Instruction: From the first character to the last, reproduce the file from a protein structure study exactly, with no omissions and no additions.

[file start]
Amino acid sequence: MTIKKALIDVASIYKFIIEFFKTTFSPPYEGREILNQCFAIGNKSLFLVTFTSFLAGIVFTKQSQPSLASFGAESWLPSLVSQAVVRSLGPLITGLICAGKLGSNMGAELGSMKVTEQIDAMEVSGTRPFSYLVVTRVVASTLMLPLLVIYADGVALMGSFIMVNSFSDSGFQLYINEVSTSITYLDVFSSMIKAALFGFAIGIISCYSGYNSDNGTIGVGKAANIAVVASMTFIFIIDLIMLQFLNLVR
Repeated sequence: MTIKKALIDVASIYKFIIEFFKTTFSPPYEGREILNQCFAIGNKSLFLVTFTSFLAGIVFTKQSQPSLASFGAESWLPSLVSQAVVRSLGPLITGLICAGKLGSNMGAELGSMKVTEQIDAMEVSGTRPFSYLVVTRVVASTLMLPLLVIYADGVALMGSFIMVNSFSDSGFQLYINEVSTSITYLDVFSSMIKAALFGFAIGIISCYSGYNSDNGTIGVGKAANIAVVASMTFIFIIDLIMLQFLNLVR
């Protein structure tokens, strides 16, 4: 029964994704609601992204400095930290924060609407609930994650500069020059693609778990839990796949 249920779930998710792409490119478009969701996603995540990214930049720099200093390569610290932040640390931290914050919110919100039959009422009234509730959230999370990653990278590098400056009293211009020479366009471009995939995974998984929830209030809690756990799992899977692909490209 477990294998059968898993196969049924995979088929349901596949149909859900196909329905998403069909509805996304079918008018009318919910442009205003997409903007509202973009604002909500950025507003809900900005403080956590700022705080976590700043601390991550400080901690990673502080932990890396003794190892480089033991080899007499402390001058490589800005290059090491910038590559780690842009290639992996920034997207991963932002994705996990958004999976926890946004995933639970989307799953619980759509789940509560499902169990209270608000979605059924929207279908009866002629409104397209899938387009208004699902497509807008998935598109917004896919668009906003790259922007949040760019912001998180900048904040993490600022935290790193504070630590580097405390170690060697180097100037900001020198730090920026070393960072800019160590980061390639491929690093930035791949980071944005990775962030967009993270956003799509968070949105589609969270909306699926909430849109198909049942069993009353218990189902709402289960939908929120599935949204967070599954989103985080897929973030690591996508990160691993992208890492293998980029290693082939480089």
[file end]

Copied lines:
Amino acid sequence: MTIKKALIDVASIYKFIIEFFKTTFSPPYEGREILNQCFAIGNKSLFLVTFTSFLAGIVFTKQSQPSLASFGAESWLPSLVSQAVVRSLGPLITGLICAGKLGSNMGAELGSMKVTEQIDAMEVSGTRPFSYLVVTRVVASTLMLPLLVIYADGVALMGSFIMVNSFSDSGFQLYINEVSTSITYLDVFSSMIKAALFGFAIGIISCYSGYNSDNGTIGVGKAANIAVVASMTFIFIIDLIMLQFLNLVR
Repeated sequence: MTIKKALIDVASIYKFIIEFFKTTFSPPYEGREILNQCFAIGNKSLFLVTFTSFLAGIVFTKQSQPSLASFGAESWLPSLVSQAVVRSLGPLITGLICAGKLGSNMGAELGSMKVTEQIDAMEVSGTRPFSYLVVTRVVASTLMLPLLVIYADGVALMGSFIMVNSFSDSGFQLYINEVSTSITYLDVFSSMIKAALFGFAIGIISCYSGYNSDNGTIGVGKAANIAVVASMTFIFIIDLIMLQFLNLVR
């Protein structure tokens, strides 16, 4: 029964994704609601992204400095930290924060609407609930994650500069020059693609778990839990796949 249920779930998710792409490119478009969701996603995540990214930049720099200093390569610290932040640390931290914050919110919100039959009422009234509730959230999370990653990278590098400056009293211009020479366009471009995939995974998984929830209030809690756990799992899977692909490209 477990294998059968898993196969049924995979088929349901596949149909859900196909329905998403069909509805996304079918008018009318919910442009205003997409903007509202973009604002909500950025507003809900900005403080956590700022705080976590700043601390991550400080901690990673502080932990890396003794190892480089033991080899007499402390001058490589800005290059090491910038590559780690842009290639992996920034997207991963932002994705996990958004999976926890946004995933639970989307799953619980759509789940509560499902169990209270608000979605059924929207279908009866002629409104397209899938387009208004699902497509807008998935598109917004896919668009906003790259922007949040760019912001998180900048904040993490600022935290790193504070630590580097405390170690060697180097100037900001020198730090920026070393960072800019160590980061390639491929690093930035791949980071944005990775962030967009993270956003799509968070949105589609969270909306699926909430849109198909049942069993009353218990189902709402289960939908929120599935949204967070599954989103985080897929973030690591996508990160691993992208890492293998980029290693082939480089």